This is a shocking development: The infamous billionaire Koch brothers have a plan to disrupt American education, beginning with five states.
Their goal is to break up the public education system and enable public funding to flow to every kind of school, whether religious, private, homeschooling, for-profit, anything and everything. They call it “educational pluralism.” At the Koch Conference last year (700 people who paid $100,000 to attend), they declared that K-12 schooling was “the lowest hanging fruit,” and they planned to enter the field to disrupt public schools. Their ally Betsy DeVos paved the way.
The Koch brothers are living proof that this country needs a new tax structure to disrupt their billions, which they use to destroy whatever belongs to the public.
The Washington Post reports:
INDIAN WELLS, Calif. — The donor network led by billionaire industrialist Charles Koch will launch a new organization next month to focus on changing K-12 education as we know it.
The effort will begin as a pilot project focused on five states with a combined school-age population of 16 million kids, but officials said Monday that they aren’t ready to identify them yet because they’re still finalizing partnerships with some of the country’s leading educational organizations.
The still-unnamed entity purportedly plans to focus on three buckets: changing public policy to address “the root causes” of failing schools, developing new technologies to promote individualized learning, and investing in teachers and classrooms.
The announcement came Monday at the end of a three-day seminar where 634 donors who have each committed to contribute at least $100,000 annually to Koch-linked groups gathered under palm trees at a luxury resort in the Coachella Valley.
The Koch team is modeling its amped-up education efforts on its successful overhaul of the criminal justice system, which began in friendly states before moving to the federal level. In that case, Koch World sought out unlikely allies and played the long game for years before any big legislation passed.
In the past, most conversations about education at these twice-annual Koch confabs have quickly turned into bashing teachers unions. So it was notable when Brian Hooks, the chairman of the Koch network, went out of his way to praise teachers and acknowledge that many have been picketing recently.
“For too long, this issue has been framed unnecessarily as us vs. them, public vs. private, teacher vs. student, parent vs. administrator,” Hooks told a ballroom of donors. “The teachers who have expressed frustration in the past several months are good people. I mean, they’re teachers. We all remember the positive impact that a teacher or several teachers have had on our lives. They’re expressing legitimate concerns. But the current approach means that nobody wins, so they need better options.”
Hooks recognizes that many will question their motives, but he said the goal is to “really shake things up” by “coming alongside concerned teachers” to “find a better way.” Teachers union leaders, who are closely aligned with the Democratic Party, have accused the Koch groups of trying to undermine traditional public schools. Koch and his allies say the system is broken and requires wholesale changes. Education Secretary Betsy DeVos has been a longtime ally of the network.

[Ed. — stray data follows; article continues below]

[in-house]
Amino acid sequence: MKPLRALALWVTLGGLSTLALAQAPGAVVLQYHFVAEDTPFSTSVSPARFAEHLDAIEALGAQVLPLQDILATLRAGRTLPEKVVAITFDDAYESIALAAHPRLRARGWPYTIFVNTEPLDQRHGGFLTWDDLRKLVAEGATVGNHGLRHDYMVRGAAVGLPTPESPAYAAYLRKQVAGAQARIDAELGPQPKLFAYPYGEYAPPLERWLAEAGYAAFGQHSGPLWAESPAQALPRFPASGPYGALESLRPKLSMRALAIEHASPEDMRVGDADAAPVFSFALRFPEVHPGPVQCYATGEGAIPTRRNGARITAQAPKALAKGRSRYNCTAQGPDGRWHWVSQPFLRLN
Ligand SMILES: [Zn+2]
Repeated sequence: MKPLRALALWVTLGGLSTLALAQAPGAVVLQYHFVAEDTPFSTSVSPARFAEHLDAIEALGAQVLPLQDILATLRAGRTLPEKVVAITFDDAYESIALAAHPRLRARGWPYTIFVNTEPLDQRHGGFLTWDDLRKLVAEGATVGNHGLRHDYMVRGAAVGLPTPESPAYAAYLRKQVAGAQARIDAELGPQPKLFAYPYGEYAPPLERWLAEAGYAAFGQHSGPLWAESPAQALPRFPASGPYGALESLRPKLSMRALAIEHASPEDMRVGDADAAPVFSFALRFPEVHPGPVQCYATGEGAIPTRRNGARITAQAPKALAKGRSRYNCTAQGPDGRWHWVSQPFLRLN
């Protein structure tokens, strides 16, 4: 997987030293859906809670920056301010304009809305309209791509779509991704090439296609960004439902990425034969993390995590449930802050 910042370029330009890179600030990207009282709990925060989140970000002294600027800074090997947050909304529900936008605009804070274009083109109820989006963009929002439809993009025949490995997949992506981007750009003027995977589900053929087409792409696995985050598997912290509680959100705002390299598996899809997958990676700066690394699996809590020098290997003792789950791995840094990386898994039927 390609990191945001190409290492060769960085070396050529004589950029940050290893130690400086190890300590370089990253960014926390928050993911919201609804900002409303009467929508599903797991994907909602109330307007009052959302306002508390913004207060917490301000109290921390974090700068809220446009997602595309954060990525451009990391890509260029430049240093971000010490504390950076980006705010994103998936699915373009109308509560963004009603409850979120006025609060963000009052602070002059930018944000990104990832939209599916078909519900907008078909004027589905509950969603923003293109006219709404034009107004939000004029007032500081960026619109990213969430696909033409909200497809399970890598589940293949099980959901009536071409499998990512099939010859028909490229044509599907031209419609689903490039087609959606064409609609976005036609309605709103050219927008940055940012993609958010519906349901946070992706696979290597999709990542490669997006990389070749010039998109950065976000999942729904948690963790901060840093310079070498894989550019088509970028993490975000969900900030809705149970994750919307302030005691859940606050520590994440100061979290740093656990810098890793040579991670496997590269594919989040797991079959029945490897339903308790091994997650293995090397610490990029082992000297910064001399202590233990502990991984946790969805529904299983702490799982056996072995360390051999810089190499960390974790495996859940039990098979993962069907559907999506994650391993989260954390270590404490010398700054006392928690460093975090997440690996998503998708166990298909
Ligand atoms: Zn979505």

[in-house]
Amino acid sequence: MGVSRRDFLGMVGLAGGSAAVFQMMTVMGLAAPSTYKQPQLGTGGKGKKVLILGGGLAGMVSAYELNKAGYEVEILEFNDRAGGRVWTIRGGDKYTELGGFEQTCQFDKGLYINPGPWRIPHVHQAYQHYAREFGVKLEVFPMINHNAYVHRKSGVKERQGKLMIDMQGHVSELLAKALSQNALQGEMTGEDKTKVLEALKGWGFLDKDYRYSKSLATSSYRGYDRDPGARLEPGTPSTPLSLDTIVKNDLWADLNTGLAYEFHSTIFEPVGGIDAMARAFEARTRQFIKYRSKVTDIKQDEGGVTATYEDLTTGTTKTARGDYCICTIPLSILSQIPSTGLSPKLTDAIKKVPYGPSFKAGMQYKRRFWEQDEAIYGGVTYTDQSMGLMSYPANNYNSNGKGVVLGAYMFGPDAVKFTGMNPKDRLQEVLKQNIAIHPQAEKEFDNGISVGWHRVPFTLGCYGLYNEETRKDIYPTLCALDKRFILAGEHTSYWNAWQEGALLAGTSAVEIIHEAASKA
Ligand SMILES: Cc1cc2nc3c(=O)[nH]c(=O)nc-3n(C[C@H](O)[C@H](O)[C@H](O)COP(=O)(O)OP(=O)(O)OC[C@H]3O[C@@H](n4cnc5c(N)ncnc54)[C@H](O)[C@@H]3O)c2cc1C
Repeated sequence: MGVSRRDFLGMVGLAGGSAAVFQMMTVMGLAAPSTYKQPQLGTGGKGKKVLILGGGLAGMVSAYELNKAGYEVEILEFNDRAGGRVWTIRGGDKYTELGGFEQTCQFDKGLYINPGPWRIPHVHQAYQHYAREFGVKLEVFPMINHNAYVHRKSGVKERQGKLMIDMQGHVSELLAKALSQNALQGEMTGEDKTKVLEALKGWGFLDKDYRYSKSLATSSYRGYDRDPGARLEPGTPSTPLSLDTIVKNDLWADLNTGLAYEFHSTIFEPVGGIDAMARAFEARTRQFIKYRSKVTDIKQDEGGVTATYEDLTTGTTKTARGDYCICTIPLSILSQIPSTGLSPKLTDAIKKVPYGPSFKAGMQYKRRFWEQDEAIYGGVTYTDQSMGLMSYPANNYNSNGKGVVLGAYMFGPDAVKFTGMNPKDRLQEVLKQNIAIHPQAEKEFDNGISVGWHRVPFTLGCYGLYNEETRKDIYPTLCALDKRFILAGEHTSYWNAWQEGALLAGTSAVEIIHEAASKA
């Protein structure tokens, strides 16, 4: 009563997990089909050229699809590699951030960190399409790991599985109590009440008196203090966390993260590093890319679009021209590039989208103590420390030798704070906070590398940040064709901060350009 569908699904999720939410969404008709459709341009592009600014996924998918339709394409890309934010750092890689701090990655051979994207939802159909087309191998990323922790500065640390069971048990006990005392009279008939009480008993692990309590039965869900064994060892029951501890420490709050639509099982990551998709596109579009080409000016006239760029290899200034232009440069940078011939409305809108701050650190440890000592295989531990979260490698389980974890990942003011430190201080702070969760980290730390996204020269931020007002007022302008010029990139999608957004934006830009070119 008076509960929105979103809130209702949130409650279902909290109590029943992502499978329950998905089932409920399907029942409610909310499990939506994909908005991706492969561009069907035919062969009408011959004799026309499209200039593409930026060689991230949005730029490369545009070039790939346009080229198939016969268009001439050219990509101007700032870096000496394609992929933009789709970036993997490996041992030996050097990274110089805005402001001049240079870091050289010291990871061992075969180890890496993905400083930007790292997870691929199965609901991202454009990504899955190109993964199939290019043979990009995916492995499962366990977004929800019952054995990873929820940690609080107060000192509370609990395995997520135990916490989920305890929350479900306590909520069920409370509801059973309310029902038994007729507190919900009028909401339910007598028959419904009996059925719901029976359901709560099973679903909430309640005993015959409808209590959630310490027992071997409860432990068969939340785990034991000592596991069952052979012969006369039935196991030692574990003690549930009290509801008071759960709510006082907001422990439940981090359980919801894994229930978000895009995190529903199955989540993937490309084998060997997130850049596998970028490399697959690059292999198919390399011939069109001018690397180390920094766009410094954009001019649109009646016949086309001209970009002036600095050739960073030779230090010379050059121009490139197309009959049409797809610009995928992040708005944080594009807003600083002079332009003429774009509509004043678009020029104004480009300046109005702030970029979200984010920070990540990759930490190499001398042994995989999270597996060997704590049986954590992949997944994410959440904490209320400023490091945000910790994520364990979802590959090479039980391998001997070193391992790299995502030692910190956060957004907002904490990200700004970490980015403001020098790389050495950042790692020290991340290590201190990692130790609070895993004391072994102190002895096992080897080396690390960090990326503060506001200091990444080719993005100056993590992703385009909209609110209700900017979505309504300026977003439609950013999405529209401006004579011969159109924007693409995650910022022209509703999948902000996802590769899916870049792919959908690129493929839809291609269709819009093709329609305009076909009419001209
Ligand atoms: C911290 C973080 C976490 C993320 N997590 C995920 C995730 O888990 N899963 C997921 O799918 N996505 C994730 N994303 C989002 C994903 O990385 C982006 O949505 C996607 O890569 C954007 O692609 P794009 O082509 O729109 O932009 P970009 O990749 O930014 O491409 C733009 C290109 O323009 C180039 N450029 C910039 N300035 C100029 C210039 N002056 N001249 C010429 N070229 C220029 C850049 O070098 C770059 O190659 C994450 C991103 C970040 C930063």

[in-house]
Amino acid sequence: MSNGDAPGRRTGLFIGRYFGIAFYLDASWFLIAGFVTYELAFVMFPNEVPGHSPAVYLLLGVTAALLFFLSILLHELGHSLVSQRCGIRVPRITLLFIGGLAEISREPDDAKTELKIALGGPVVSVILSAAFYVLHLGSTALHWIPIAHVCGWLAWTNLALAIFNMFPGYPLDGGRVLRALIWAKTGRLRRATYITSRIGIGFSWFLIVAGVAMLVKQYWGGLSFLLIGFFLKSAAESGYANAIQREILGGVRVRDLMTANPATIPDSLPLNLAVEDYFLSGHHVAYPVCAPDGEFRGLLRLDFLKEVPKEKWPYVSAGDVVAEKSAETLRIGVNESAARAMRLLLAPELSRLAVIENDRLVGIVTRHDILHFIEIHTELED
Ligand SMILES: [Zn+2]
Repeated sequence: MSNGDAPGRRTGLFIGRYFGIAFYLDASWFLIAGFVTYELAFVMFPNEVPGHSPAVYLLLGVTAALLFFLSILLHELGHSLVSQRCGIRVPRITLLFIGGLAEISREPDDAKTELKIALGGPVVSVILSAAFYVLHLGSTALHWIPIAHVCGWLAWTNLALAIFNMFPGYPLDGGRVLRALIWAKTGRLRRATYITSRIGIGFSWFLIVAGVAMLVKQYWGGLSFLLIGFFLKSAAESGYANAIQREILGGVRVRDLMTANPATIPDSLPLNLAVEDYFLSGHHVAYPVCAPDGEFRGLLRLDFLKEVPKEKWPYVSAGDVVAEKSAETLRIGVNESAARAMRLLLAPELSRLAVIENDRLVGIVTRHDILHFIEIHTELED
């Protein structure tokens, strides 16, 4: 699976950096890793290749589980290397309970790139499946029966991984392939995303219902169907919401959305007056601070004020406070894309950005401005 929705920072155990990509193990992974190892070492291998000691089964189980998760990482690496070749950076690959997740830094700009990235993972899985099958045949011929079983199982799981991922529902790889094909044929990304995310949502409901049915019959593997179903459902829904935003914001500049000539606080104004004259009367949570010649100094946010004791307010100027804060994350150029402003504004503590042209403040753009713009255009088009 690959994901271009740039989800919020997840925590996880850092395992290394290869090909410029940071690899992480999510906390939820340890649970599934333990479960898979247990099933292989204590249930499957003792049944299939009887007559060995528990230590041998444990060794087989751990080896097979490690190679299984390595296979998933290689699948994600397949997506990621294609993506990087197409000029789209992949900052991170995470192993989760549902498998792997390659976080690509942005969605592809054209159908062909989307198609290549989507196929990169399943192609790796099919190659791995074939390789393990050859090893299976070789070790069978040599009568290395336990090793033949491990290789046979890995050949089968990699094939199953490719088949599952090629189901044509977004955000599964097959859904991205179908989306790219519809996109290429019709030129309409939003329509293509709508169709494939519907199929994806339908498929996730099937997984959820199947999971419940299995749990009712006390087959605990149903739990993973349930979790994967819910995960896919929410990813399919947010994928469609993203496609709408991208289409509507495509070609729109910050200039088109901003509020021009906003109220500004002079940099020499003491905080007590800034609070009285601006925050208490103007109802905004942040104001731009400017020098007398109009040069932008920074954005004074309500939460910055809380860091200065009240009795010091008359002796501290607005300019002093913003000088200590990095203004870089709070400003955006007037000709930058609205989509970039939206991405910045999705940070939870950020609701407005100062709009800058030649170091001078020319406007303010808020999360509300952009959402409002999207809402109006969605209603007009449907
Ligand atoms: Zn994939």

“This is a tough one, no doubt,” Hooks said. “It’s a challenge that a whole lot of people look at and say is impossible. But we see a tremendous opportunity to unite people to help ensure that every kid has the opportunity to succeed.”
Philanthropist Stacy Hock of Austin, a major Koch donor who has been funding education efforts at the state level in Texas for years, says that traditional forms of classroom instruction encourage “soul-crushing” conformity, and she has emerged as an outspoken advocate of “personalized learning.”
“Families are getting more and more comfortable with experimenting and taking risks,” she said on the sidelines of the meeting. “Education should be getting way, way better and way, way cheaper, but the opposite is happening.”
Hock said the new Koch initiative, as it ramps up, will identify what’s working at the local level and push for those things to be replicated elsewhere. “What we’re seeing all across the country are little flames,” she said. “What I don’t yet know is how to throw gasoline on all those flames….
— Previewing their K-12 push, Koch strategists pointed to research being conducted with their financial support by Ashley Berner at Johns Hopkins University’s Institute for Education Policy. Her main interest is expanding what she calls “educational pluralism,” which is when the government funds all types of schools, including explicitly religious ones, but does not necessarily run them.
“Berner points to examples such as the Netherlands, which funds 36 different types of schools, from Islamic to Jewish Orthodox to socialist,” the Charles Koch Foundation notes in a summary of her work. “Alberta, Canada, funds homeschooling along with Inuit, Jewish, and secular schools. In Australia, the central government is the nation’s top funder of independent schools. Other countries with plural school systems include Denmark, Finland, Germany, and Sweden.”
“It’s the democratic norm around the world. In pluralism, choice and accountability are two sides of the same coin,” said Berner, who wrote a book in 2017 called “Pluralism and American Public Education: No One Way to School.” “We’ve got to start supporting politicians who are willing to make compromises. Americans are tired of the battles between charters and district schools; these take up too much energy and resources. A pluralistic system doesn’t pit entire sectors against one another.”